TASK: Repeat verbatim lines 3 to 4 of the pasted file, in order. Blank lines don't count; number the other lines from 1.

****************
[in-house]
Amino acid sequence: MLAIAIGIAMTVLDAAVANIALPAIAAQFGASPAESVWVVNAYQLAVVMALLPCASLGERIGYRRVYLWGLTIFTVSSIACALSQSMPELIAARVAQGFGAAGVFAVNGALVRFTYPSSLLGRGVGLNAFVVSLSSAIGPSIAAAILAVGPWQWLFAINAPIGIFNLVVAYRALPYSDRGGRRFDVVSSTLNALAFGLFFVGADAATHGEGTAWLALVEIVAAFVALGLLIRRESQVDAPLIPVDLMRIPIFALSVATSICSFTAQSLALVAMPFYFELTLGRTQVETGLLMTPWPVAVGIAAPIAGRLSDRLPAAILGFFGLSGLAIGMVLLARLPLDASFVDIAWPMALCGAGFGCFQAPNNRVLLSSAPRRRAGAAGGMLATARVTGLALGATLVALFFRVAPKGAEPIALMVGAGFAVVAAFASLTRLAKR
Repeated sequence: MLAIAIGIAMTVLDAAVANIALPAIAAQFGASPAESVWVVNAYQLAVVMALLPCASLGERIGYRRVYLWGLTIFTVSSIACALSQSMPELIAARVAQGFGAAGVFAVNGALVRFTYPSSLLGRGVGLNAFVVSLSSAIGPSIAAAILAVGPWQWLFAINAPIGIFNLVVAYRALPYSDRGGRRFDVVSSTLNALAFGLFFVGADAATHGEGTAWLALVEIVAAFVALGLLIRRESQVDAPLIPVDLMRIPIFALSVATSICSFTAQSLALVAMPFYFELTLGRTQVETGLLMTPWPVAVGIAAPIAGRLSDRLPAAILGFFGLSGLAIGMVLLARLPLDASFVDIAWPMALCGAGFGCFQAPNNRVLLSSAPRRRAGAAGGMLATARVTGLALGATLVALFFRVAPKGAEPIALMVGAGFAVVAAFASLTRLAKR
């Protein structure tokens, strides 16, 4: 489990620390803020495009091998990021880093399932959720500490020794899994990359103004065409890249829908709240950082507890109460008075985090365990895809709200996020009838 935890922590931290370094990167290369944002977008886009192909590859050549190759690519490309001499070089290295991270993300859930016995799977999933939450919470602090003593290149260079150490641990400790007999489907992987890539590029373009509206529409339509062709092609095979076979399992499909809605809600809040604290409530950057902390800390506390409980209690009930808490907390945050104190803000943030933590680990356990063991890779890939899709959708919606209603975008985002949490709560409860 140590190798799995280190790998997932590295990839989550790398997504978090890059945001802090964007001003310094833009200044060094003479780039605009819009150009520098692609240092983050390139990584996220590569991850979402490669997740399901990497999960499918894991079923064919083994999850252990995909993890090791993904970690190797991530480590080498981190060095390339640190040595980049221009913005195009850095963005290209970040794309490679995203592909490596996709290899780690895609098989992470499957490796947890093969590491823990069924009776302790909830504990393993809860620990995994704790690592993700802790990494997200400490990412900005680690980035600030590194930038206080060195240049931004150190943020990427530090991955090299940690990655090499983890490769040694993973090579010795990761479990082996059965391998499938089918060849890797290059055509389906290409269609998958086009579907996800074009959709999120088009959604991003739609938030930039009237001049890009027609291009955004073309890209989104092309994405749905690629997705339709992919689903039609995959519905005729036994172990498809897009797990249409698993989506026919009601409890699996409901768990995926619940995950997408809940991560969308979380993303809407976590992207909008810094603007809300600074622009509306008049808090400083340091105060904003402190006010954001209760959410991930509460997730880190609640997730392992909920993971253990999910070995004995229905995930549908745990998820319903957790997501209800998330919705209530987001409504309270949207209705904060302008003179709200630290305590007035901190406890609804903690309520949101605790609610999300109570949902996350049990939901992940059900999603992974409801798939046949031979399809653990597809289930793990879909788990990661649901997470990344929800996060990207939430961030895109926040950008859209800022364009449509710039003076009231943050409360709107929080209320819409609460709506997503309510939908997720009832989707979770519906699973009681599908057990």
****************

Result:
Repeated sequence: MLAIAIGIAMTVLDAAVANIALPAIAAQFGASPAESVWVVNAYQLAVVMALLPCASLGERIGYRRVYLWGLTIFTVSSIACALSQSMPELIAARVAQGFGAAGVFAVNGALVRFTYPSSLLGRGVGLNAFVVSLSSAIGPSIAAAILAVGPWQWLFAINAPIGIFNLVVAYRALPYSDRGGRRFDVVSSTLNALAFGLFFVGADAATHGEGTAWLALVEIVAAFVALGLLIRRESQVDAPLIPVDLMRIPIFALSVATSICSFTAQSLALVAMPFYFELTLGRTQVETGLLMTPWPVAVGIAAPIAGRLSDRLPAAILGFFGLSGLAIGMVLLARLPLDASFVDIAWPMALCGAGFGCFQAPNNRVLLSSAPRRRAGAAGGMLATARVTGLALGATLVALFFRVAPKGAEPIALMVGAGFAVVAAFASLTRLAKR
């Protein structure tokens, strides 16, 4: 489990620390803020495009091998990021880093399932959720500490020794899994990359103004065409890249829908709240950082507890109460008075985090365990895809709200996020009838 935890922590931290370094990167290369944002977008886009192909590859050549190759690519490309001499070089290295991270993300859930016995799977999933939450919470602090003593290149260079150490641990400790007999489907992987890539590029373009509206529409339509062709092609095979076979399992499909809605809600809040604290409530950057902390800390506390409980209690009930808490907390945050104190803000943030933590680990356990063991890779890939899709959708919606209603975008985002949490709560409860 140590190798799995280190790998997932590295990839989550790398997504978090890059945001802090964007001003310094833009200044060094003479780039605009819009150009520098692609240092983050390139990584996220590569991850979402490669997740399901990497999960499918894991079923064919083994999850252990995909993890090791993904970690190797991530480590080498981190060095390339640190040595980049221009913005195009850095963005290209970040794309490679995203592909490596996709290899780690895609098989992470499957490796947890093969590491823990069924009776302790909830504990393993809860620990995994704790690592993700802790990494997200400490990412900005680690980035600030590194930038206080060195240049931004150190943020990427530090991955090299940690990655090499983890490769040694993973090579010795990761479990082996059965391998499938089918060849890797290059055509389906290409269609998958086009579907996800074009959709999120088009959604991003739609938030930039009237001049890009027609291009955004073309890209989104092309994405749905690629997705339709992919689903039609995959519905005729036994172990498809897009797990249409698993989506026919009601409890699996409901768990995926619940995950997408809940991560969308979380993303809407976590992207909008810094603007809300600074622009509306008049808090400083340091105060904003402190006010954001209760959410991930509460997730880190609640997730392992909920993971253990999910070995004995229905995930549908745990998820319903957790997501209800998330919705209530987001409504309270949207209705904060302008003179709200630290305590007035901190406890609804903690309520949101605790609610999300109570949902996350049990939901992940059900999603992974409801798939046949031979399809653990597809289930793990879909788990990661649901997470990344929800996060990207939430961030895109926040950008859209800022364009449509710039003076009231943050409360709107929080209320819409609460709506997503309510939908997720009832989707979770519906699973009681599908057990």